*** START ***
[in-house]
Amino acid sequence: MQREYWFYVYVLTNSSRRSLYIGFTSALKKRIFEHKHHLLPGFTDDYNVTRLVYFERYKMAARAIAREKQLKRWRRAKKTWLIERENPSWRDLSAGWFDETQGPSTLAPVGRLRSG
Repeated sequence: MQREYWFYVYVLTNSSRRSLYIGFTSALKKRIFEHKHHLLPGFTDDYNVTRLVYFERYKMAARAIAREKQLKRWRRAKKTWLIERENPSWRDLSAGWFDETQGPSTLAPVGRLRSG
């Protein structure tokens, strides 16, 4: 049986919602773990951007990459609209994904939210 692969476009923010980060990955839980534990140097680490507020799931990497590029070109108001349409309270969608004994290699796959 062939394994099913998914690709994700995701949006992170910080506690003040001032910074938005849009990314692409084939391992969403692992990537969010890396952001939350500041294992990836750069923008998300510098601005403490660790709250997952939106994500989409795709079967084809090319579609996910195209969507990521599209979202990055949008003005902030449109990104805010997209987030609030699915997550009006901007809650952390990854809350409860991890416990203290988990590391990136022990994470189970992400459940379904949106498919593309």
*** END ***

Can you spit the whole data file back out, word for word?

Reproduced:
[in-house]
Amino acid sequence: MQREYWFYVYVLTNSSRRSLYIGFTSALKKRIFEHKHHLLPGFTDDYNVTRLVYFERYKMAARAIAREKQLKRWRRAKKTWLIERENPSWRDLSAGWFDETQGPSTLAPVGRLRSG
Repeated sequence: MQREYWFYVYVLTNSSRRSLYIGFTSALKKRIFEHKHHLLPGFTDDYNVTRLVYFERYKMAARAIAREKQLKRWRRAKKTWLIERENPSWRDLSAGWFDETQGPSTLAPVGRLRSG
């Protein structure tokens, strides 16, 4: 049986919602773990951007990459609209994904939210 692969476009923010980060990955839980534990140097680490507020799931990497590029070109108001349409309270969608004994290699796959 062939394994099913998914690709994700995701949006992170910080506690003040001032910074938005849009990314692409084939391992969403692992990537969010890396952001939350500041294992990836750069923008998300510098601005403490660790709250997952939106994500989409795709079967084809090319579609996910195209969507990521599209979202990055949008003005902030449109990104805010997209987030609030699915997550009006901007809650952390990854809350409860991890416990203290988990590391990136022990994470189970992400459940379904949106498919593309």